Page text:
Assume there is an "observational region" in a dilute solution with a volume V, and as solutes move across its boundary, the number N of solute molecules inside the observation region fluctuates. Divide V into M regions of volume v each with n particles. The solution is dilute enough that n=0 or 1 (there is no v with more than one particle of solute), and each cell is occupied (n=1) with probability rho=(rho_0)v. If W(N) is the number of configurations of the observation volume when N solutes are present, what is the probability P(N) of observing a given value of N, in terms of p, W(N), M, and N.

Probability of Observing N particles in a given volume?
I'm having an issue with a probability problem concerning solutions.
Assume there is an "observational region" in a dilute solution with a volume V, and as solutes move across its boundary, the number N of solute molecules inside the observation region fluctuates.
Divide V into M regions of volume v each with n particles. The solution is dilute enough that $n=0$ or 1 (there is no v with more than one particle of solute), and each cell is occupied ($n=1$) with probability $p=\left({\rho }_{0}\right)v$.
If W(N) is the number of configurations of the observation volume when N solutes are present, what is the probability P(N) of observing a given value of N, in terms of p,W(N),M, and N.
I know the probability $P\left({n}_{1},{n}_{2},\dots ,{n}_{M}\right)$ of finding the system in a particular configuration in the observation volume is $p\left(N\right)={p}^{N}\left(1-p{\right)}^{M-N},$, (Bernoulli Distribution), and since there are N particles in M spaces then the maximum number of configurations is $\frac{M!}{\left(N!\left(M-N\right)!\right)}$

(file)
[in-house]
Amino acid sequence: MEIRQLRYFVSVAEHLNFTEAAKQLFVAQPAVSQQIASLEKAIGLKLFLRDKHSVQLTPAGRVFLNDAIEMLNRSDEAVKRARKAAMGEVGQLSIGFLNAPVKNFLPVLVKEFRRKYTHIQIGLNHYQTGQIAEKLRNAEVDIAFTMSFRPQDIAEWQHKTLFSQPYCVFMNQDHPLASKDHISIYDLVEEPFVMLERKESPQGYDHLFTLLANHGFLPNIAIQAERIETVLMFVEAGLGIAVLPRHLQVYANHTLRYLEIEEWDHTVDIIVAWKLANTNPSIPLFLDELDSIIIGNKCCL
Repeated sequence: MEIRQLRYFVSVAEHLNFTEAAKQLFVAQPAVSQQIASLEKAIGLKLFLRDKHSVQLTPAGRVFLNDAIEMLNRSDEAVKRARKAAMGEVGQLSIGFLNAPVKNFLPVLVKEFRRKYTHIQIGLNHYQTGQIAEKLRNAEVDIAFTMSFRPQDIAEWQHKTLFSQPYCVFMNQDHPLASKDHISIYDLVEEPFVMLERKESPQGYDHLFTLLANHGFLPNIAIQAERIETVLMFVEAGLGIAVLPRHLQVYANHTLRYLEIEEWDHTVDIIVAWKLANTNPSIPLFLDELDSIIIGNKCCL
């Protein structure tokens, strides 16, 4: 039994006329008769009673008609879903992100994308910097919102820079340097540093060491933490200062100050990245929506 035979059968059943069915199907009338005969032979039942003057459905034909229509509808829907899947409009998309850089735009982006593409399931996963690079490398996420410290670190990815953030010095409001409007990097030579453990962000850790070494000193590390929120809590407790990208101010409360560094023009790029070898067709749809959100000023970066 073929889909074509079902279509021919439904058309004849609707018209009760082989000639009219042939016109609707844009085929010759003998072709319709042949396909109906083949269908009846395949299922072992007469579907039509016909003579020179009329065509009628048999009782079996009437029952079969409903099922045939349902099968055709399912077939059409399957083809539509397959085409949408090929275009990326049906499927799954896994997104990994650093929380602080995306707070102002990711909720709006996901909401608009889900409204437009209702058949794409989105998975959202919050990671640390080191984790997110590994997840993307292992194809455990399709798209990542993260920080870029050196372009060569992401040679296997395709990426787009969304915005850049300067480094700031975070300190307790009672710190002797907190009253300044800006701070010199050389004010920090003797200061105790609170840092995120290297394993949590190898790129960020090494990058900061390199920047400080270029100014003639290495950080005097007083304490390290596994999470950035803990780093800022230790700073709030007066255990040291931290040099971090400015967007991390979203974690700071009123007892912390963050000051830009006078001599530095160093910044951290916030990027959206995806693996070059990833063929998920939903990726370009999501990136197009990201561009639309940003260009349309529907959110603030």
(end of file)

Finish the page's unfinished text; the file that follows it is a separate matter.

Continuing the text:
I'm not sure where to go from here.
You can still ask an expert for help

• Questions are typically answered in as fast as 30 minutes

Solve your problem for the price of one coffee

• Math expert for every subject
• Pay only if we can solve it

Nathalie Rivers
Step 1
If p(N) is the probability of finding a given configuration of N particles, and W(N) is the amount of configurations for a given N number of particles, then the probability of observing N particles total is the sum of the probability of finding each of the configurations that have N particles. That is, $P\left(N\right)=p\left(N\right)W\left(N\right)={p}^{N}\left(1-p{\right)}^{M-N}W\left(N\right).$.
Step 2
Every possible configuration has the same probability of occurring, so you just count how many of those meet your requisites (i.e., that they have N particles).